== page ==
mangoes

Alphonso mango. Photo courtesy of Sandip Roy

 

By Madhulika Sikka

Ah the joys of summer. Fresh plump strawberries, luscious ripe blueberries and of course what could be better than the perfect peach in July?

These are all fruits that I love and for me herald the summer. But there is one more to add to the list and frankly it trumps them all. The Indian mango is coming to America.

In one of the odd byproducts of the Bush administration nuclear deal with India, a ban on the importation of Indian mangoes has been lifted and for the last couple of years you can, theoretically, get your hands on an Indian mango and if you can find one you should.

Commentator Sandip Roy tells us what this means for many Indian Americans on today's Morning Edition.


For me, an Indian who grew up in London my memories of mangoes are sweet. My grandmother and aunt would ship us a box at the beginning of the mango season (probably violating all sorts of rules about food shipments) and its arrival was greeted with joy and anticipation.

An Indian mango (of which there are hundreds of varieties) is the perfect package of sweet juicy pulp. One mango fit in my hand perfectly. Lop off the top, wrap your hand around it and just suck the pulp right out.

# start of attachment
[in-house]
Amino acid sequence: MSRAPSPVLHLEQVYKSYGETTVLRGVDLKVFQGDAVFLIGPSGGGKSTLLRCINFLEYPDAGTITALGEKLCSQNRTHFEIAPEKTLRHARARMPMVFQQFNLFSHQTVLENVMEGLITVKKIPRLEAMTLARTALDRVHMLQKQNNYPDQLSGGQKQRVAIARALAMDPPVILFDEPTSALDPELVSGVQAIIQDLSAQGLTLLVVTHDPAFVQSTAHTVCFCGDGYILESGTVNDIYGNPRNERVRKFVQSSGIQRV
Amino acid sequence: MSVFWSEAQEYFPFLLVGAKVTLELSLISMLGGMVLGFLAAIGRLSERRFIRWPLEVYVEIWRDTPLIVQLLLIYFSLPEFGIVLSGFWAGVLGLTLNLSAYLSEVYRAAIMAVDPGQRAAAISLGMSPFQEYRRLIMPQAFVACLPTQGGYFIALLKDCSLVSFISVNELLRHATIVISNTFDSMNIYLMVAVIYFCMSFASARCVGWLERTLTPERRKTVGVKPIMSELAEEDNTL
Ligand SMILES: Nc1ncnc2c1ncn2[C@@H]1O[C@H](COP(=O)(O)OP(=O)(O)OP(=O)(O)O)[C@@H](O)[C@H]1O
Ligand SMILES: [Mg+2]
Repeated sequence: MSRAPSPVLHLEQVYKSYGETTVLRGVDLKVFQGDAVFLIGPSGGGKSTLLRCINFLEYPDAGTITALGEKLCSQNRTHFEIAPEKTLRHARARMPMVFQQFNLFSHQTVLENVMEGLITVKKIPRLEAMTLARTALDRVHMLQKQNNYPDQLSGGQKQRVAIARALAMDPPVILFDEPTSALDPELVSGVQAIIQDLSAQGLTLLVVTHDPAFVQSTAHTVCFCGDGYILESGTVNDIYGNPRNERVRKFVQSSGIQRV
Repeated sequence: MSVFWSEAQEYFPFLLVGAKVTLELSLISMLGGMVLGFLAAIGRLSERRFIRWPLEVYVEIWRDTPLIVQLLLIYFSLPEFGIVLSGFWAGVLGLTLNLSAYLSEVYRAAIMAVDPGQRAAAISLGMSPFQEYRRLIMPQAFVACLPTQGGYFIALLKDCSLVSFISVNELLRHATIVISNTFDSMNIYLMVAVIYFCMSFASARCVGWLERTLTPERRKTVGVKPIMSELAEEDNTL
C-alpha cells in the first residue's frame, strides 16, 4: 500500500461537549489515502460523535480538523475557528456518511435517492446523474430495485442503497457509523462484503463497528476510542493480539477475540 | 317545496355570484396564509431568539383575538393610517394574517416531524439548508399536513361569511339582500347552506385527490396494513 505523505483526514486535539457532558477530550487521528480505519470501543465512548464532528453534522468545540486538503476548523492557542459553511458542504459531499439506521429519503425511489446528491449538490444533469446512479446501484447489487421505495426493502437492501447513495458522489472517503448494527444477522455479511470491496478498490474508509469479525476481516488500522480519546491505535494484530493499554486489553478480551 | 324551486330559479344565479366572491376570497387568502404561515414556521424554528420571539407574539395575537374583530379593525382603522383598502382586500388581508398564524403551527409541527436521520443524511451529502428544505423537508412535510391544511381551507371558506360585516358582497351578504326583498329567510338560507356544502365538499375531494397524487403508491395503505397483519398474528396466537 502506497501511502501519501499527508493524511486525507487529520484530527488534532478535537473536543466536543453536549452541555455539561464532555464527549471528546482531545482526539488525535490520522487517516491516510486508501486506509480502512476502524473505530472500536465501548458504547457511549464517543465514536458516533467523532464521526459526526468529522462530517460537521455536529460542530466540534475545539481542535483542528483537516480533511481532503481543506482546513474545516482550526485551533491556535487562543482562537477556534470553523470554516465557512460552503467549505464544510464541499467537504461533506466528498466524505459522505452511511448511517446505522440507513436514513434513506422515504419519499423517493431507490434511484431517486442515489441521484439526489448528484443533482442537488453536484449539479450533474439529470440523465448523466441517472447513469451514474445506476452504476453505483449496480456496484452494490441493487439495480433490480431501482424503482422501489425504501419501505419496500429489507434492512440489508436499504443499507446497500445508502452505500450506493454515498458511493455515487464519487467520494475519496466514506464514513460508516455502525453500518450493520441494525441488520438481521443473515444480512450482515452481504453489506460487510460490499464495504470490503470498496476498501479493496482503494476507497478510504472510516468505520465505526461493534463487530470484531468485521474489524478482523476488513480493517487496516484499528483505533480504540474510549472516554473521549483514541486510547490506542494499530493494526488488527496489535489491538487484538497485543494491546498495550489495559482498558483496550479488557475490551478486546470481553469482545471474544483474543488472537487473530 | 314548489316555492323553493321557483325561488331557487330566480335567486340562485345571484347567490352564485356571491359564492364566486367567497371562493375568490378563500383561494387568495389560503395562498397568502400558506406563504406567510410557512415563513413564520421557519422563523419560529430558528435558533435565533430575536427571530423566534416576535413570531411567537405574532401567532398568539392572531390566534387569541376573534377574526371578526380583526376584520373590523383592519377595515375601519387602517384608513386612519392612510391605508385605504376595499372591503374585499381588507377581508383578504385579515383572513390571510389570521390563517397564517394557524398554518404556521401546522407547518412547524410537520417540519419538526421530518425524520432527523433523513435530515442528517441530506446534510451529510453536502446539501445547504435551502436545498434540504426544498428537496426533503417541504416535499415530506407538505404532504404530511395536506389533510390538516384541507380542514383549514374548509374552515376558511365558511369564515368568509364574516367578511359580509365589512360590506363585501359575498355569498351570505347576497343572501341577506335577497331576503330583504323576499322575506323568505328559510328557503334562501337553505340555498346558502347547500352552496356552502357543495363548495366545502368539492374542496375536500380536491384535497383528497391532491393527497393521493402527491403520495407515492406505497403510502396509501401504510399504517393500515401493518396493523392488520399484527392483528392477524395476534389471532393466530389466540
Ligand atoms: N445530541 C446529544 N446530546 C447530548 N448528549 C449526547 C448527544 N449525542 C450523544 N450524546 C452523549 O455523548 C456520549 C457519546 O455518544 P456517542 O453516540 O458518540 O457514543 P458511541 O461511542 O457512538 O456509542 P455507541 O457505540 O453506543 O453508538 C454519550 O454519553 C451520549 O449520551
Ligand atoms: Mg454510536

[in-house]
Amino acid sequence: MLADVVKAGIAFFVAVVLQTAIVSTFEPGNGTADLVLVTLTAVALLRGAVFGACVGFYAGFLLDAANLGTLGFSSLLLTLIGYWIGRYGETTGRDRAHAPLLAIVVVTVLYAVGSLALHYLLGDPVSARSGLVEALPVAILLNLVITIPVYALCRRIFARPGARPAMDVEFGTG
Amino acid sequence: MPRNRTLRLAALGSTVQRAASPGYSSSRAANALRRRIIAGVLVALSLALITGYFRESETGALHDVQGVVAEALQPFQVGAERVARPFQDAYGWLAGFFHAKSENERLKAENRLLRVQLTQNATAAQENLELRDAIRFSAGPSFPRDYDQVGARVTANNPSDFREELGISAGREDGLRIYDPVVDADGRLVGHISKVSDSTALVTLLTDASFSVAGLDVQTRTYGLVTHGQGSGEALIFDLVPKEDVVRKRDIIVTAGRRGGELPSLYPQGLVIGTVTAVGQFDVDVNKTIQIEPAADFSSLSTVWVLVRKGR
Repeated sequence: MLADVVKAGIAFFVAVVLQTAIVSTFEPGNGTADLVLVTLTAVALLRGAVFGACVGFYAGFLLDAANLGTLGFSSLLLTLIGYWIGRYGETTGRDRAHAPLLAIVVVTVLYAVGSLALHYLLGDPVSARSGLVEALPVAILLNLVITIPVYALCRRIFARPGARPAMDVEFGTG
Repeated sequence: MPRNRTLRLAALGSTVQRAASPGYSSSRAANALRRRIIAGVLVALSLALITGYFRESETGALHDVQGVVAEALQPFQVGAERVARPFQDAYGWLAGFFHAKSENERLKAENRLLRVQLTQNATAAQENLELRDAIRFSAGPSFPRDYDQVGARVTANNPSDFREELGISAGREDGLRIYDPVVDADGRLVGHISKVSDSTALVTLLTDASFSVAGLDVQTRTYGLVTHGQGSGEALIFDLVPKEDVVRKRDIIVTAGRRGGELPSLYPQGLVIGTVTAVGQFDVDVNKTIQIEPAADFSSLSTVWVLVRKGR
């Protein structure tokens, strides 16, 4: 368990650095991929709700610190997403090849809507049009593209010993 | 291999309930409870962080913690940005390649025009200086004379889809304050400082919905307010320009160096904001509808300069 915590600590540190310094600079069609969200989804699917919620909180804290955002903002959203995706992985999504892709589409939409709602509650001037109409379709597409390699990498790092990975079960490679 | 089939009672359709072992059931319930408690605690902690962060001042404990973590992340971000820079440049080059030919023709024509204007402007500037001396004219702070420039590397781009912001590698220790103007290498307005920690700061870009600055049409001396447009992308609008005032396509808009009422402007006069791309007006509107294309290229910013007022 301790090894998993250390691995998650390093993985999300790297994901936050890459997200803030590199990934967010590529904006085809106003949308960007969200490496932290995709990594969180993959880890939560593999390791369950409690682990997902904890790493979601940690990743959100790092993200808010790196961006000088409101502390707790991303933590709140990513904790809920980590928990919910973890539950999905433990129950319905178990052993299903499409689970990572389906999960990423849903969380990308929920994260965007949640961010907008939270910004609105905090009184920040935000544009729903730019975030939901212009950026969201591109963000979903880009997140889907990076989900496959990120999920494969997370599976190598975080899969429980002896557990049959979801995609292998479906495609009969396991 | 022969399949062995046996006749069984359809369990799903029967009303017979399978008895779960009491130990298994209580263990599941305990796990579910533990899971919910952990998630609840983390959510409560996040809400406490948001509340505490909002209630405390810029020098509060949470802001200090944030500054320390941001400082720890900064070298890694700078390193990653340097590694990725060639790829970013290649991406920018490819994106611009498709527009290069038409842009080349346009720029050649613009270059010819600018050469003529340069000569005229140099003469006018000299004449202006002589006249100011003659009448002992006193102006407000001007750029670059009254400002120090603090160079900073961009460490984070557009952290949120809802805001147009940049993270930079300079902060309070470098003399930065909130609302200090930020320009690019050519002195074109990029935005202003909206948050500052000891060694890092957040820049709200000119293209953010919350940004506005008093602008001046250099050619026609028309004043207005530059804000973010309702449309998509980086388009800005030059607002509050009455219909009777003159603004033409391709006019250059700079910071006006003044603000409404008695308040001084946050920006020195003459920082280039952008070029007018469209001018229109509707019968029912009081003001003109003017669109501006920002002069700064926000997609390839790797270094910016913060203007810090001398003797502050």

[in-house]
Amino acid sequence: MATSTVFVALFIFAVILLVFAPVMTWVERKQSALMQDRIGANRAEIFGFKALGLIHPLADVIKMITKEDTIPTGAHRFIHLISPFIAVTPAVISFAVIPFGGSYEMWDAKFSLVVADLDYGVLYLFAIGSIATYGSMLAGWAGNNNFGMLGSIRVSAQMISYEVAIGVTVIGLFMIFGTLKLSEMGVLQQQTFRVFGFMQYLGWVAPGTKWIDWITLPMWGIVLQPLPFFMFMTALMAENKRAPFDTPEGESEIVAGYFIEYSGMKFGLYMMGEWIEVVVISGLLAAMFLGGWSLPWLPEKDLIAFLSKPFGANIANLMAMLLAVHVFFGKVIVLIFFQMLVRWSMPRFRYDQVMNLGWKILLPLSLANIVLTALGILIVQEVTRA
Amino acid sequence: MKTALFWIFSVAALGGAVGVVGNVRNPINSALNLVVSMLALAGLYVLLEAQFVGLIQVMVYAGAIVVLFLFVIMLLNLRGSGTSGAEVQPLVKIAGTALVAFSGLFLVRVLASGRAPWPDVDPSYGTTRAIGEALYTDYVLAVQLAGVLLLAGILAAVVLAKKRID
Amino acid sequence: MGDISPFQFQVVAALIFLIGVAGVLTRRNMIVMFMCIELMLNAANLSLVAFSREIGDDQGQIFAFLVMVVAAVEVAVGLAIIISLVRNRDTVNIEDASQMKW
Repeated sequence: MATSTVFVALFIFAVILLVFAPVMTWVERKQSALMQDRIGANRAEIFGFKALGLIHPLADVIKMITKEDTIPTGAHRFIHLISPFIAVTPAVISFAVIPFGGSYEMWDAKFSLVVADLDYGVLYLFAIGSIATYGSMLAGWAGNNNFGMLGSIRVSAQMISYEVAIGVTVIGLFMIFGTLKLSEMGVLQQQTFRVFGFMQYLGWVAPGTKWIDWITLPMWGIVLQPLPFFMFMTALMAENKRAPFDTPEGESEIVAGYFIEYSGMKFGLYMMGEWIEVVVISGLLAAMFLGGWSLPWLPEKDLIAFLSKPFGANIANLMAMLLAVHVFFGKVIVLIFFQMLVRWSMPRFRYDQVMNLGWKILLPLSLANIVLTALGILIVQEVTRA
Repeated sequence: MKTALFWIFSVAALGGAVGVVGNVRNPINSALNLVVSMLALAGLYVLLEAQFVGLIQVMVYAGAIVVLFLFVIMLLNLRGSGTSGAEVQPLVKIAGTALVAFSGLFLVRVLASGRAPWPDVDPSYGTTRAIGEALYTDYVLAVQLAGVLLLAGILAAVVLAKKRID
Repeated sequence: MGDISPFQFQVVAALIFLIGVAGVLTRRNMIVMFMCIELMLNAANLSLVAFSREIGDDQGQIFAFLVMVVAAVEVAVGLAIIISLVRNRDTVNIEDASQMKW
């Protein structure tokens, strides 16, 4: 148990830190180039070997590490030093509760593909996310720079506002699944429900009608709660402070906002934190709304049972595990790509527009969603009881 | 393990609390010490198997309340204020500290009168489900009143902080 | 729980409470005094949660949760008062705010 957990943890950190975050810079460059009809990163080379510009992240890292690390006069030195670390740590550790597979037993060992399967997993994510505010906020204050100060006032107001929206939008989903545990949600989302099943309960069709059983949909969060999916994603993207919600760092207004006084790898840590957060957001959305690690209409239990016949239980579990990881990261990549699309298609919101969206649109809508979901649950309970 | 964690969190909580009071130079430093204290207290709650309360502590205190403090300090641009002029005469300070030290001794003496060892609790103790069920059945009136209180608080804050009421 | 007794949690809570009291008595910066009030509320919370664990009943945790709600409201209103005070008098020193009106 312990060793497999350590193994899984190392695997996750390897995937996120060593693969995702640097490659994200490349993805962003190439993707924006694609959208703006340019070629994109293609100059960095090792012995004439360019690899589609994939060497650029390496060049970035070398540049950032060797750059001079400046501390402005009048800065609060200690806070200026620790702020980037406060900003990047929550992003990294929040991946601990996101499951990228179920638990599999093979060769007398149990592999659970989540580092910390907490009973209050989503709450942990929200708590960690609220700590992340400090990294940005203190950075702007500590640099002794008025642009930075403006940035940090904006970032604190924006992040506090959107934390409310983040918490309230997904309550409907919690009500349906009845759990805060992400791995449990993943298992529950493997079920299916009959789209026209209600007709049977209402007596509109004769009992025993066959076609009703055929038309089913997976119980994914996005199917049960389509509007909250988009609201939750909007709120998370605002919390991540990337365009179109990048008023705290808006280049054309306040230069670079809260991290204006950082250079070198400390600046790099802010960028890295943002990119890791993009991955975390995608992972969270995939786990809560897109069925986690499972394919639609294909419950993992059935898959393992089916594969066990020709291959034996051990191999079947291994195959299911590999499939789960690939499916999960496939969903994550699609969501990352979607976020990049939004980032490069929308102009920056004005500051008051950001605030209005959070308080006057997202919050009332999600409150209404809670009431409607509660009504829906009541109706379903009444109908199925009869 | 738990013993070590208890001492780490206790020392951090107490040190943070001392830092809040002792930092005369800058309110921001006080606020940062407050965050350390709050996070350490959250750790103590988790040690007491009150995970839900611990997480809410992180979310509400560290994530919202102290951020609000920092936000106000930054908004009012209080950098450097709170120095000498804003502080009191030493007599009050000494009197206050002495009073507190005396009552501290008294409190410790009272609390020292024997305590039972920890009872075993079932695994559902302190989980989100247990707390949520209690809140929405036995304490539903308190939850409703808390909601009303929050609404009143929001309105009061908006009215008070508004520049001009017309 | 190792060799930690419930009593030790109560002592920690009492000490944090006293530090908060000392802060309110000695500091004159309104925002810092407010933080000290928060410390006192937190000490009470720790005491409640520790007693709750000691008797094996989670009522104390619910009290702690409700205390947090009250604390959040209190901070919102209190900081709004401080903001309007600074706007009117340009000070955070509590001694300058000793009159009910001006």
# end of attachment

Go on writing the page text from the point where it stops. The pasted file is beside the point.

The experience of an Indian mango is something else. The pulp is super smooth, none of that tough fibrous stuff you get with a Central American mango, no need to reach for the floss after eating an Indian mango.

I prefer to eat them fresh and unadulterated, no need to gussy it up by adding to a salsa (though the overripe ones do work well in a mango yogurt shake called lassi).

If you want to buy an Indian mango in America you have to look hard, act quickly (the season lasts about a month) and be prepared to pay top dollar, perhaps as much as $5 per mango, though in the age of $4 gourmet cupcakes I think it is money well spent.

(Madhulika is Morning Edition's executive producer.)

categories: Culture

8:33 - June 11, 2009